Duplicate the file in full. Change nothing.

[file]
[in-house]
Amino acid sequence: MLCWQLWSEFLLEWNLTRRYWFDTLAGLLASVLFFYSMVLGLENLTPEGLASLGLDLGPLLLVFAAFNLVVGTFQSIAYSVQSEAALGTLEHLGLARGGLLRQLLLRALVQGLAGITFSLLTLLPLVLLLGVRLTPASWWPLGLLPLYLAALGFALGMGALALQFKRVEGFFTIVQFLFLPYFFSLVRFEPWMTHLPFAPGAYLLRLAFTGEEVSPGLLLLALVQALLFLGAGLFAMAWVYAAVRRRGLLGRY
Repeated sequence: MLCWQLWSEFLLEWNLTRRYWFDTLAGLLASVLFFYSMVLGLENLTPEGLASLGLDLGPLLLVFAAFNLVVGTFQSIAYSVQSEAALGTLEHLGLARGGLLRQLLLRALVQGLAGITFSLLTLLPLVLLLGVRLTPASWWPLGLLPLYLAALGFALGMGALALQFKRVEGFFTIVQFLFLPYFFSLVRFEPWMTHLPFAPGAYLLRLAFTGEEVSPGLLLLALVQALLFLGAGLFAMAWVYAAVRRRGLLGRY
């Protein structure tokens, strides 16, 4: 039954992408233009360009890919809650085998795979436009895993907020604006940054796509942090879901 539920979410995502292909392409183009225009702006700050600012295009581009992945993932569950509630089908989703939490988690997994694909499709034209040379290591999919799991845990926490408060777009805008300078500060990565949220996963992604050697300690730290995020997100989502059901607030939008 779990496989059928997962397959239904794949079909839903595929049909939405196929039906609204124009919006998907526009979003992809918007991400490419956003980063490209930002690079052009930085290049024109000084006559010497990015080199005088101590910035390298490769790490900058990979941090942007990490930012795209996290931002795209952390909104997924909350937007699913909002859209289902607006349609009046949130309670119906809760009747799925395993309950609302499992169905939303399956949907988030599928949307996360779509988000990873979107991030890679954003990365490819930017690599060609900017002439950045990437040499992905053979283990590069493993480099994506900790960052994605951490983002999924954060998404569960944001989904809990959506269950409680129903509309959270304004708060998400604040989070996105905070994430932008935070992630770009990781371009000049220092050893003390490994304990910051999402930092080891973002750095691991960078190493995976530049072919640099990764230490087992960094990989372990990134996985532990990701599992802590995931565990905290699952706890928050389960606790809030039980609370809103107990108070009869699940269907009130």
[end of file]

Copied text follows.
[in-house]
Amino acid sequence: MLCWQLWSEFLLEWNLTRRYWFDTLAGLLASVLFFYSMVLGLENLTPEGLASLGLDLGPLLLVFAAFNLVVGTFQSIAYSVQSEAALGTLEHLGLARGGLLRQLLLRALVQGLAGITFSLLTLLPLVLLLGVRLTPASWWPLGLLPLYLAALGFALGMGALALQFKRVEGFFTIVQFLFLPYFFSLVRFEPWMTHLPFAPGAYLLRLAFTGEEVSPGLLLLALVQALLFLGAGLFAMAWVYAAVRRRGLLGRY
Repeated sequence: MLCWQLWSEFLLEWNLTRRYWFDTLAGLLASVLFFYSMVLGLENLTPEGLASLGLDLGPLLLVFAAFNLVVGTFQSIAYSVQSEAALGTLEHLGLARGGLLRQLLLRALVQGLAGITFSLLTLLPLVLLLGVRLTPASWWPLGLLPLYLAALGFALGMGALALQFKRVEGFFTIVQFLFLPYFFSLVRFEPWMTHLPFAPGAYLLRLAFTGEEVSPGLLLLALVQALLFLGAGLFAMAWVYAAVRRRGLLGRY
């Protein structure tokens, strides 16, 4: 039954992408233009360009890919809650085998795979436009895993907020604006940054796509942090879901 539920979410995502292909392409183009225009702006700050600012295009581009992945993932569950509630089908989703939490988690997994694909499709034209040379290591999919799991845990926490408060777009805008300078500060990565949220996963992604050697300690730290995020997100989502059901607030939008 779990496989059928997962397959239904794949079909839903595929049909939405196929039906609204124009919006998907526009979003992809918007991400490419956003980063490209930002690079052009930085290049024109000084006559010497990015080199005088101590910035390298490769790490900058990979941090942007990490930012795209996290931002795209952390909104997924909350937007699913909002859209289902607006349609009046949130309670119906809760009747799925395993309950609302499992169905939303399956949907988030599928949307996360779509988000990873979107991030890679954003990365490819930017690599060609900017002439950045990437040499992905053979283990590069493993480099994506900790960052994605951490983002999924954060998404569960944001989904809990959506269950409680129903509309959270304004708060998400604040989070996105905070994430932008935070992630770009990781371009000049220092050893003390490994304990910051999402930092080891973002750095691991960078190493995976530049072919640099990764230490087992960094990989372990990134996985532990990701599992802590995931565990905290699952706890928050389960606790809030039980609370809103107990108070009869699940269907009130």